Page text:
Japanese cuisine has us going Gaia

April 2, 2017

The newest eatery in town caters to a niche clientele

Japanese cuisine has us going Gaia

The food served at Gaia, the newest eatery in town, is so light and fresh that it deserves a mention over and above everything else. You won’t even care to know that it’s Japanese fusion-based menu, which has certainly been handpicked after a great deal of research.

Located in the bustling Phase V market in DHA, the place suitably caters to a niche clientele. A delectable variety of dishes is offered here in an exotic dining ambience.

Gaia, in Greek, means ‘goddess of earth.’ Jointly owned by Asim Malik, who is also the project director and executive chef, and Azfer Hassan and Nadeem Saigol, the place has generated a great deal of buzz already.

Its cool interior will do the needful in these warm, sunny days. There is ample seating on the mezzanine floor, however it doesn’t guarantee you space; you must make reservations in advance.

The ground seating has a distinguished chef’s table, while the hanging lightbulbs and wooden installations give a very chic look. Claywork, ceramic tableware adds pizzazz to it. The place is simply classy, without being awkwardly ornate.

I was introduced to the menu which turned out to be a baffling one, as I wasn’t quite familiar with Japanese fusion cuisine, even though I had loved whatever I had had a chance to eat at Fujiyama.

Asim Malik told me that he didn’t have any formal training, "I’m a passionate foodie, which was enough to make me well-versed in the business [of food]. We take pride in the fact that our freshest import of sea food items arrive daily from Dubai."

As strange as it sounds, Volcano Maki proved to be a great starter. It was salmon fish with a peculiar addition of South American togarashi chili, speckled with Japanese mayo and tobiko (garnished on rolls) which added to the crunchy texture. The taste was a blend of sweet and salty which I duly devoured in no time.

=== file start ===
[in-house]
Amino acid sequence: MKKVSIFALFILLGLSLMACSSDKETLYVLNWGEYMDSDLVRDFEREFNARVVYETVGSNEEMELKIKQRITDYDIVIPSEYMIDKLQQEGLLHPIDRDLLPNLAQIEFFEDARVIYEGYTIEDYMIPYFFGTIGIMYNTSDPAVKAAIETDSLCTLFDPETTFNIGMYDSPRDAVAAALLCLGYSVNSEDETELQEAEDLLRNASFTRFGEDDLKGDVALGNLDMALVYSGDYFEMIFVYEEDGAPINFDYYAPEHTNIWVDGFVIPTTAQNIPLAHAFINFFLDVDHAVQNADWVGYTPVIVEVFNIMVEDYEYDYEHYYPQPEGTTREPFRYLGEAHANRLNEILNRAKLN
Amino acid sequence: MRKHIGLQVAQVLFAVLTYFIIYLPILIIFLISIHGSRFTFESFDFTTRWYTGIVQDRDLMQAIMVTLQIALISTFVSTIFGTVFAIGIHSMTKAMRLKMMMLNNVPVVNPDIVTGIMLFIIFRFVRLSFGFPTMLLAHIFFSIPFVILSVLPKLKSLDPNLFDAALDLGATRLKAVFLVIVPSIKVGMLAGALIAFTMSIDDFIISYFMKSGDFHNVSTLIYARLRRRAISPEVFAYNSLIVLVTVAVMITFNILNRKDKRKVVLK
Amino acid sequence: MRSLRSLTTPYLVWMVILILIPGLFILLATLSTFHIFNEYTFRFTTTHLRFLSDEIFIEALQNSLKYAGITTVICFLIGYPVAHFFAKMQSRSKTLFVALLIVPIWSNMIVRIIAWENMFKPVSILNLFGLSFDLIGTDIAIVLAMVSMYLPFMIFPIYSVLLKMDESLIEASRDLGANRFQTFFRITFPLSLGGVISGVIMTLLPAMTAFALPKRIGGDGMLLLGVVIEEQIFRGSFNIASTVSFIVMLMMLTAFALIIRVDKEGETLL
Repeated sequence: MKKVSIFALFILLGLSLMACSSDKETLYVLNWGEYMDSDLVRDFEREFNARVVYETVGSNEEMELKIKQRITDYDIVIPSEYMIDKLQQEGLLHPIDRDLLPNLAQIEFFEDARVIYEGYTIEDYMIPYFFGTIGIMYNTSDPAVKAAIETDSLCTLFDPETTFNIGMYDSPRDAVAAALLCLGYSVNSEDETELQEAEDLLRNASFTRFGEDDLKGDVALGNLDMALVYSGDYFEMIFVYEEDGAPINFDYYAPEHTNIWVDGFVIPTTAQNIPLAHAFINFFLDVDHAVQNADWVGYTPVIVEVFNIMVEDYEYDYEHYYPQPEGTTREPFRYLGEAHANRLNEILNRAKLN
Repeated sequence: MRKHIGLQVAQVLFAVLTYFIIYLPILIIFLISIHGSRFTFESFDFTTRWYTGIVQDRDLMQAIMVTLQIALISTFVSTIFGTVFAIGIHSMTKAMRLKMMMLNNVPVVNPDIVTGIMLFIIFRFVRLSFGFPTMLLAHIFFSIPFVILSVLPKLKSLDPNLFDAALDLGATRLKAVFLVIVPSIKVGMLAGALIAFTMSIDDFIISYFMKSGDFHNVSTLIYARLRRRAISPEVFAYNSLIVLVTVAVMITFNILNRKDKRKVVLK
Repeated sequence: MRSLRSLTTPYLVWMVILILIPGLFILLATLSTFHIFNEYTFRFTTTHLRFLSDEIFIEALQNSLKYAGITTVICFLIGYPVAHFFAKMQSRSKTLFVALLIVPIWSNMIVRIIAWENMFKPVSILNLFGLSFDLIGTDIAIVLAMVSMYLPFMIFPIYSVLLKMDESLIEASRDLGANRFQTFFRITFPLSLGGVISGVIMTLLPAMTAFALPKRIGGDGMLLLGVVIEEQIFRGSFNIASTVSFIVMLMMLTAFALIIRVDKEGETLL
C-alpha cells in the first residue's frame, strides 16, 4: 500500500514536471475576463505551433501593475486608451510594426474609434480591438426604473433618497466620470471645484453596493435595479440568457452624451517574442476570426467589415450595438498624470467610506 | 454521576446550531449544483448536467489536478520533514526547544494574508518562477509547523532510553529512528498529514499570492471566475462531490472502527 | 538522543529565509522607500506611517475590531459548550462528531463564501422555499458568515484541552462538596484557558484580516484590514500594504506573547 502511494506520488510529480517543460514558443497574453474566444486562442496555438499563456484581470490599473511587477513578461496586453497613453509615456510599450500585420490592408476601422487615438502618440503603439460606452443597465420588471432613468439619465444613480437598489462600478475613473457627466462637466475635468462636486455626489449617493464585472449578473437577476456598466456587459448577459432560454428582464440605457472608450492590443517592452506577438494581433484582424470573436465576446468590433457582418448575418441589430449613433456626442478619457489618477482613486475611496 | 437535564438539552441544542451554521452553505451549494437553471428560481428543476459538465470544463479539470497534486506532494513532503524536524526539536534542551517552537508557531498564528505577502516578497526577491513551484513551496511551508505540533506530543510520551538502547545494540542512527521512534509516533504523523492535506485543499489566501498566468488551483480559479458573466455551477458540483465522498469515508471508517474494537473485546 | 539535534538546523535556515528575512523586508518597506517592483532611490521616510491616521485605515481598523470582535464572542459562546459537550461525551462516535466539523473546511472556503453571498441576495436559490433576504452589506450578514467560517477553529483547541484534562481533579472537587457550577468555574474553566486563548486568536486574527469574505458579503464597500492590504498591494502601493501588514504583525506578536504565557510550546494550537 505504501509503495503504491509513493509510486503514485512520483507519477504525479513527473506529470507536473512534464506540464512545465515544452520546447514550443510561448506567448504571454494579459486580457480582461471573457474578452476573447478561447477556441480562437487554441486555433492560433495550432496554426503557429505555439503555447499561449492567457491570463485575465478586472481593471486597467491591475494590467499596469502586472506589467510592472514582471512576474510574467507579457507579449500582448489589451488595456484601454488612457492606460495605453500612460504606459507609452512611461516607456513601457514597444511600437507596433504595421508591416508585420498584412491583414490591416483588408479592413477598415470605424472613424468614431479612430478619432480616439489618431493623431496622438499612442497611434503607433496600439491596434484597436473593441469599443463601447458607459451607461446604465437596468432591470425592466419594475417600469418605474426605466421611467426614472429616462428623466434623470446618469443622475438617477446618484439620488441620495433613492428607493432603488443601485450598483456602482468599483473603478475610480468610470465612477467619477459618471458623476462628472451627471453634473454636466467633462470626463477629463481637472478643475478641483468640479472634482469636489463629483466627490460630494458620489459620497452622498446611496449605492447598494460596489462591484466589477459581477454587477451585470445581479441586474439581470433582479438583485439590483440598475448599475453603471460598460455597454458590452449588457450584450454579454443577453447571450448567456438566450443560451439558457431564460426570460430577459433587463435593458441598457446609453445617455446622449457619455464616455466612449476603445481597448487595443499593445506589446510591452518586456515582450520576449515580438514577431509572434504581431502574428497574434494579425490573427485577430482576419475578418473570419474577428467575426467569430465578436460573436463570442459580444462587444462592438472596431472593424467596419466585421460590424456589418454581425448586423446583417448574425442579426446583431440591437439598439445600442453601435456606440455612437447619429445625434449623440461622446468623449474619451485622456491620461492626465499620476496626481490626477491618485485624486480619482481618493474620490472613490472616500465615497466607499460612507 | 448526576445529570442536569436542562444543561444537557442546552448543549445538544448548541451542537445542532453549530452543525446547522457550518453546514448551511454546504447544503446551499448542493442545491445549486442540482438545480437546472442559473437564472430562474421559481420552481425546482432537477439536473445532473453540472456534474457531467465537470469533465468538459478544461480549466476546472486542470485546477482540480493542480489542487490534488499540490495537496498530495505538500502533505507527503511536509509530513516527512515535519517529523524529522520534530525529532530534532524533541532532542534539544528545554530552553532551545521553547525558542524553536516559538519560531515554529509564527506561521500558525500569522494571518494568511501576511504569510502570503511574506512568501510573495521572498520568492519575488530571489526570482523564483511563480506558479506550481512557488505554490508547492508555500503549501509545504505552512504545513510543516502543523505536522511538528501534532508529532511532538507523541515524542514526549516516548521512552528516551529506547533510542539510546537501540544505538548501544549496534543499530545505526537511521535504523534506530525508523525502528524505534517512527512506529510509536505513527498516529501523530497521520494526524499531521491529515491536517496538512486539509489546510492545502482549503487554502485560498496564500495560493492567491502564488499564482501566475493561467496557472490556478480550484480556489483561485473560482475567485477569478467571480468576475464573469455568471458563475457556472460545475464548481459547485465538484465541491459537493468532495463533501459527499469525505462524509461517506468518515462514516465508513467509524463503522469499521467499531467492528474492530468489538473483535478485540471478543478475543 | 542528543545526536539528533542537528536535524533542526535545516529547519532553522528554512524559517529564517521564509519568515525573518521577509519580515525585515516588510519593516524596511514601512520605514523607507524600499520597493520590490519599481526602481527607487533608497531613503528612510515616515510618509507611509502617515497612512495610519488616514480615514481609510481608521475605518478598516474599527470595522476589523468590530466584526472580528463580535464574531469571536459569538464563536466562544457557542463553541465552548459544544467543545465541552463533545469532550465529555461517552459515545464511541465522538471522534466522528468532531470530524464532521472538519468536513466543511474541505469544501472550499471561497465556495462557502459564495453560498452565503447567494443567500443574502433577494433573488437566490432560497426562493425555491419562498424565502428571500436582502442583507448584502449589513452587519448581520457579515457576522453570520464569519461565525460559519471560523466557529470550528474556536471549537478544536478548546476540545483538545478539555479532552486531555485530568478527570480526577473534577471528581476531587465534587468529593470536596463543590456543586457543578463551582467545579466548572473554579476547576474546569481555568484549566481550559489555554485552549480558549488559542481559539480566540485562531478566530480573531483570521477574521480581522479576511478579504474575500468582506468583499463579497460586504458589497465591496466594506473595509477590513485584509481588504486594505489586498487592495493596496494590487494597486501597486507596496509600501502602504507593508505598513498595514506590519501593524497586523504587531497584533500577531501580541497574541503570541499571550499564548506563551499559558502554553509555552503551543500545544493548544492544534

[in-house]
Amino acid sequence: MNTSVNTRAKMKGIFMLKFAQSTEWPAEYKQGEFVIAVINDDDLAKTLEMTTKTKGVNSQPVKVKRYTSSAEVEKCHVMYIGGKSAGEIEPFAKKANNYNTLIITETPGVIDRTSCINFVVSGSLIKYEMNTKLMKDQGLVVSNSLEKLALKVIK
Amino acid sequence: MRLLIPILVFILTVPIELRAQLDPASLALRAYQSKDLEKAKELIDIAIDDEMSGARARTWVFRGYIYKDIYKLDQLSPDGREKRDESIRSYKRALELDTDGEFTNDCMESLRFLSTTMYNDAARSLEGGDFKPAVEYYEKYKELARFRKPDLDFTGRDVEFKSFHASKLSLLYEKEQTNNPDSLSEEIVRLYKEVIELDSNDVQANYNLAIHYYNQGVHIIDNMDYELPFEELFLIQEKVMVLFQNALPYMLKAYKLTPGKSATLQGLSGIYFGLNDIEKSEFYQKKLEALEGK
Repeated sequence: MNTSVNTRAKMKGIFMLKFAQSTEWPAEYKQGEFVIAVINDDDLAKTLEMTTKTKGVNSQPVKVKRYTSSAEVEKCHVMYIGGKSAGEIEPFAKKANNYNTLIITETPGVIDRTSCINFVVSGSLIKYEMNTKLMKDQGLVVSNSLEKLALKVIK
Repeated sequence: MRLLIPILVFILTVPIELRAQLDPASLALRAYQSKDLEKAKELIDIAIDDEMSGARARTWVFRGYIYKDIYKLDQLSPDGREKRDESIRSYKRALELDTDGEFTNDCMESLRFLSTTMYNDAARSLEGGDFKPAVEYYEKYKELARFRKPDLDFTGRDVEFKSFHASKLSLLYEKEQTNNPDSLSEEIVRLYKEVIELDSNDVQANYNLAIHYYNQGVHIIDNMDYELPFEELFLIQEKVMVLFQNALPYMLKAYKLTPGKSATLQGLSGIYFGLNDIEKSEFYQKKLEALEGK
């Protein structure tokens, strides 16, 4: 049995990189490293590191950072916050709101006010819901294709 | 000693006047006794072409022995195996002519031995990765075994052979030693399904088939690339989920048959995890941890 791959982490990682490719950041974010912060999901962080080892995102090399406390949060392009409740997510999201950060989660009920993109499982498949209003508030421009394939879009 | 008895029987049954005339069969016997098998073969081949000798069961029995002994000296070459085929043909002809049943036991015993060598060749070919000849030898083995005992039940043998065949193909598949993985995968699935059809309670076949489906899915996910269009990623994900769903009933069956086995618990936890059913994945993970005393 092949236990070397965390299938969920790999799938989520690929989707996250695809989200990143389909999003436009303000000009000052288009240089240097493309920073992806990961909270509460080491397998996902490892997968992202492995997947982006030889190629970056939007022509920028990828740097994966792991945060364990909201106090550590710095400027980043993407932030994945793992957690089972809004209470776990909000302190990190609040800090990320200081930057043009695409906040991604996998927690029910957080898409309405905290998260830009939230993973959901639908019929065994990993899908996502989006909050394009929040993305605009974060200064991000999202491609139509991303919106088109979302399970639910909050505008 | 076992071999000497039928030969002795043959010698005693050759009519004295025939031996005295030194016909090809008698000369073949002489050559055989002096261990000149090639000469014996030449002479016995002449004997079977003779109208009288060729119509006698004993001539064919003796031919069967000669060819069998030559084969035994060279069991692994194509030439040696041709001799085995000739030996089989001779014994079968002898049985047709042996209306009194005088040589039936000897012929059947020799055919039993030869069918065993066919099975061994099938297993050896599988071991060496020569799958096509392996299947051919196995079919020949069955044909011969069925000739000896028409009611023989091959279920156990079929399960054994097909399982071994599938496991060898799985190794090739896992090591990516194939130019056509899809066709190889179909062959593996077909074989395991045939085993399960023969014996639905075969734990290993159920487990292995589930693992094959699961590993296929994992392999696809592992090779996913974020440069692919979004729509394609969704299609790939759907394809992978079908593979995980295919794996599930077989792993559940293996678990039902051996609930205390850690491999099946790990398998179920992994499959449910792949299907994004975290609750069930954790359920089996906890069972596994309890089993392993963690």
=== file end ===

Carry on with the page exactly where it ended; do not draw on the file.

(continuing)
The rock shrimp tempuras are a must-try. This is the item that I had next, and it simply melted in the mouth. A creamy sauce had been added for rich flavour; it turned out to be a hearty portion.

The menu is divided into different sections -- from salads, starters, rolls, nigiri, ceviche, tataki to main entries.

The menu is divided into different sections -- from salads, starters, rolls, nigiri, ceviche, tataki to main entries. Ceviche has an ample of fresh raw fish options done in citrus juices and spiced with peppers for the diehard seafood lovers. I chose Seared Beef Tataki and was simply floored by its taste and quality. Never before have I tasted beef tenderloin done with such great precision. Since they get beef from Brazil, the one element that stood out was its remarkable tenderness, marinated in a special citrus-based Japanese sauce. This one got my vote, as I tried their signature black cod seared in miso glaze for a creamy texture and buttery flavour. The crispy ginger graze on top gave it a perfectly balanced tinge. It was a pricey dish but worth all the money, and also a healthy option.

While their dessert section, ‘Pink Pistachio,’ boasted of some appealing names like Yuzu Meringue Tart, Crème Brulee, Wasabi Panna Cotta, Chef’s Truffles, and New York Cheesecake, nothing causes a stampede like this choco-laden dessert.

Salted caramel, intensely rich, bittersweet dark chocolate torte flourless cake was a delight. It had a squidgy centre and chewy top layer. You’d be crazy not to go overboard when trying it for the first time.

Apart from it being presented beautifully, the selection of chocolate struck me especially. Overall, the service and flavouring was top-notch.

Gaia is not a budget-friendly place -- a standard meal costing you somewhere between Rs3,000 and Rs6,000 per head -- but then somethings have got to be exclusive.

Japanese cuisine has us going Gaia